Taiwan's screen icon dies at 70

LAUDED: Ko with Hong Kong actress Rachel Lee after the duo won best actor and actress at the 1999 Golden Horse Awards. The Taiwanese actor was best known for his heroic roles in his long career.


    Dec 08, 2015

    Taiwan's screen icon dies at 70


    KO CHUN-HSIUNG, a huge star of his generation whose debonair looks and roles in movie adaptations of Chiung Yao romantic novels made him popular, has died, aged 70.

    His agent confirmed his death early yesterday morning, reported Focus Taiwan News.

    Apple Daily said the Taiwanese actor, who went into politics later in life, died in a Taipei hospital after battling final stage lung cancer, diagnosed last year. Sources at the hospital said he died around 10pm on Sunday night.

    The actor had been in and out of hospital and was admitted into intensive care on Thursday.

    He underwent chemotherapy in May and last appeared in public in October at a film event wearing a facial mask and sounding frail.

    A drinker and smoker, he was hospitalised in 2007 for liver abscess after excessive drinking, Apple said.

    Born Ko Chun-liang, the Kaohsiung native started out in Hokkien films but moved into Mandarin ones, winning fame in 1965 in The Silent Wife, adapted from a book by Taiwanese romance novelist Chiung Yao, and becoming Chiung Yao's first leading man.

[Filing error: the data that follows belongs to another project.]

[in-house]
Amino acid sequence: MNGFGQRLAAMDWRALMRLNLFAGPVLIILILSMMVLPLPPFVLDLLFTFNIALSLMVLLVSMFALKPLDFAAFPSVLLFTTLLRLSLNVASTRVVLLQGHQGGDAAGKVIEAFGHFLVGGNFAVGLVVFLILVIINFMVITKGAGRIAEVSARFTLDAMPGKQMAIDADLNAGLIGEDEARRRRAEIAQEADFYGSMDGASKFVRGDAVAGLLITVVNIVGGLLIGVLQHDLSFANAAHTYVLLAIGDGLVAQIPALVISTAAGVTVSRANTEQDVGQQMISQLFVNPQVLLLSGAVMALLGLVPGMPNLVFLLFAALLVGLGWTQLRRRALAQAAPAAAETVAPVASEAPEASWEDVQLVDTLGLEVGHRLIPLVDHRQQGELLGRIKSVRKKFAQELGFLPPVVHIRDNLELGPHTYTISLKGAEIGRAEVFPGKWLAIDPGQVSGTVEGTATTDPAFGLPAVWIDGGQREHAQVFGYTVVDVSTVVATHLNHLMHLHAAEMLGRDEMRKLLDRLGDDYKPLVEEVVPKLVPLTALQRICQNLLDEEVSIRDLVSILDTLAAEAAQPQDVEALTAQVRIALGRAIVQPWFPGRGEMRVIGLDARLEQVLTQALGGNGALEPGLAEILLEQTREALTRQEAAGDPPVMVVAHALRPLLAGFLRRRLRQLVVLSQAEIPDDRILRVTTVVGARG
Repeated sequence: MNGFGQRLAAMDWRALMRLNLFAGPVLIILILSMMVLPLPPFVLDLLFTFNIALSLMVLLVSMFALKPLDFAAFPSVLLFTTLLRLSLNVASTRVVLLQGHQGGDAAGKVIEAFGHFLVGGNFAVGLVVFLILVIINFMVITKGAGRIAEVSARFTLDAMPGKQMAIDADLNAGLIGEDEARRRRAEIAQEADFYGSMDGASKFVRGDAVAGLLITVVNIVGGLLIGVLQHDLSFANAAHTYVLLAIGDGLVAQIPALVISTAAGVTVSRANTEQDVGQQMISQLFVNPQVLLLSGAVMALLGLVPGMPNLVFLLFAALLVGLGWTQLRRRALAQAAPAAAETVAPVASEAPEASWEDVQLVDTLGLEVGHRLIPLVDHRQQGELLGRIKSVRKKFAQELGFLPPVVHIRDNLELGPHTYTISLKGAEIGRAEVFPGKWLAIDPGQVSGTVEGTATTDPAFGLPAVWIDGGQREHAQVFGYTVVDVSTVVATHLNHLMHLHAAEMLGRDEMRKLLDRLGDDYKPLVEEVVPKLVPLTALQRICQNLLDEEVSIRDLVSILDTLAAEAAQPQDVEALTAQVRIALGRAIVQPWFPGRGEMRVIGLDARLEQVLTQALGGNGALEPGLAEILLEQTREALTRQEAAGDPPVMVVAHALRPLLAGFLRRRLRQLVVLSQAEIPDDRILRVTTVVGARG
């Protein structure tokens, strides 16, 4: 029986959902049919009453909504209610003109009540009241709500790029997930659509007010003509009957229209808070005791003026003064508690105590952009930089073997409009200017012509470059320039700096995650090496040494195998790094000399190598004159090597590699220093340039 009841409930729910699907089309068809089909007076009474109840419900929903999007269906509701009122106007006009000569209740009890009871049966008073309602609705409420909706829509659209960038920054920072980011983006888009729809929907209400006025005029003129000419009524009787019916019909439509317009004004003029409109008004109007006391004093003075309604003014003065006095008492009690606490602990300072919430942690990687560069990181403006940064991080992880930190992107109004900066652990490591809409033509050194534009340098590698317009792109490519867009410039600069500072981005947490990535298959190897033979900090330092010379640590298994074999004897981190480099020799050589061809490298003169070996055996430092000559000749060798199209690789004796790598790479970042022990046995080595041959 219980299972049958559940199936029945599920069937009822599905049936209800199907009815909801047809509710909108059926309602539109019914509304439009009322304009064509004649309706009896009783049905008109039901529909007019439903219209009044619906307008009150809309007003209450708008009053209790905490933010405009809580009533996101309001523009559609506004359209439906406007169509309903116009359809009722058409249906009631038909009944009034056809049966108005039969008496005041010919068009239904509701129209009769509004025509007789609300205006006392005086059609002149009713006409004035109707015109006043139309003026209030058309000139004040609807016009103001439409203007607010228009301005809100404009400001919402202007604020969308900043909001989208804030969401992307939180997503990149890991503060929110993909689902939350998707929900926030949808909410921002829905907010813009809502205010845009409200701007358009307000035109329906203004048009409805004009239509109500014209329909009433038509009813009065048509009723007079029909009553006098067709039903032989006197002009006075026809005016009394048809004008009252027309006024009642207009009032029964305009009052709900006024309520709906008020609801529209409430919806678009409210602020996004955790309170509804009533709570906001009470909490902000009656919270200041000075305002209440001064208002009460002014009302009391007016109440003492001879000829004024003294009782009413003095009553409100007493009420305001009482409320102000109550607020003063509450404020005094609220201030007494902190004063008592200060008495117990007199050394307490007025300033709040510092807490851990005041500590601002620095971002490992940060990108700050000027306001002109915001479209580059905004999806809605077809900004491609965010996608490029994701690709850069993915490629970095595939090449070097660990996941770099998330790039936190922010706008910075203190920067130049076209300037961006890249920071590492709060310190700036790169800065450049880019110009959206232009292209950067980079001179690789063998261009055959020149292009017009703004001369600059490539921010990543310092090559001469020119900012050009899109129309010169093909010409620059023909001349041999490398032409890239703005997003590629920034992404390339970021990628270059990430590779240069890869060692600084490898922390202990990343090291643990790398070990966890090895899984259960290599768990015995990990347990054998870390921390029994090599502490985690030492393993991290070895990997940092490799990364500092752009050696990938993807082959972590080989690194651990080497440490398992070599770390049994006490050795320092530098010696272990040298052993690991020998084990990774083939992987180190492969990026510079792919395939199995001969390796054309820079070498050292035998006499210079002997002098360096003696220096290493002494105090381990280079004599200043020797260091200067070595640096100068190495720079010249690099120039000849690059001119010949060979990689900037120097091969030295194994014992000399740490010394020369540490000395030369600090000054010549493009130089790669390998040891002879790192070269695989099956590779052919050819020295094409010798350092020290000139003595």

He was also known for his portrayal of war heroes in the resistance against Japanese invasion during World War II.

    In 1968, he became the first Taiwanese to win the Best Actor award at the Asia-Pacific Film Festival for his role in Lonely Seventeen.

    He won in the same category at the festival in 1976 for playing a general in The Everlasting Glory, one of the patriotic movies of the 1970s he was known for.

    Another film that embellished his heroic screen image was Eight Hundred Heroes.

    He was crowned Golden Horse Best Actor twice, in 1979 for A Teacher Of Great Soldiers, and in 1999 for Cao Cao, which he also directed and in which he played the The Three Kingdoms' general.

    In his career of nearly 50 years, he acted opposite many famous actresses including Sylvia Chang, Chen Chen, Lin Ching-hsia and Xu Feng. He also set up two studios, writing and directing his own movies.

    Hong Kong actor Andy Lau, who has collaborated with Ko in the past, said: "The film world is less one tower of strength. I wish Big Brother a good journey."

    Chen Chen hailed Ko's acting skills as "among the best in Chinese movies", adding that he was serious about his work.

    His other Chiung Yao movies include Chun Gui He Chu (1967) and The Sixth Dream (1968).

    After stepping away from films, he went into politics and served as a legislator for four years. He returned to acting in 2011 in TV dramas including Father And Son and Feng Shui Family.

    He was famously married for 34 years to Taiwanese beauty and screen star Chang Mei-yao, who reportedly endured gossip about him and his affairs in silence. They had two daughters. They divorced in 2004 after he had a son and a daughter with fashion designer Jenny Tsai, whom he later married.

    Chang died of heart and lung failure in 2012, aged 71. After her death, Ko told reporters that Chang "did no wrong in this marriage, I was in the wrong". He also leaves behind Tsai and their two children.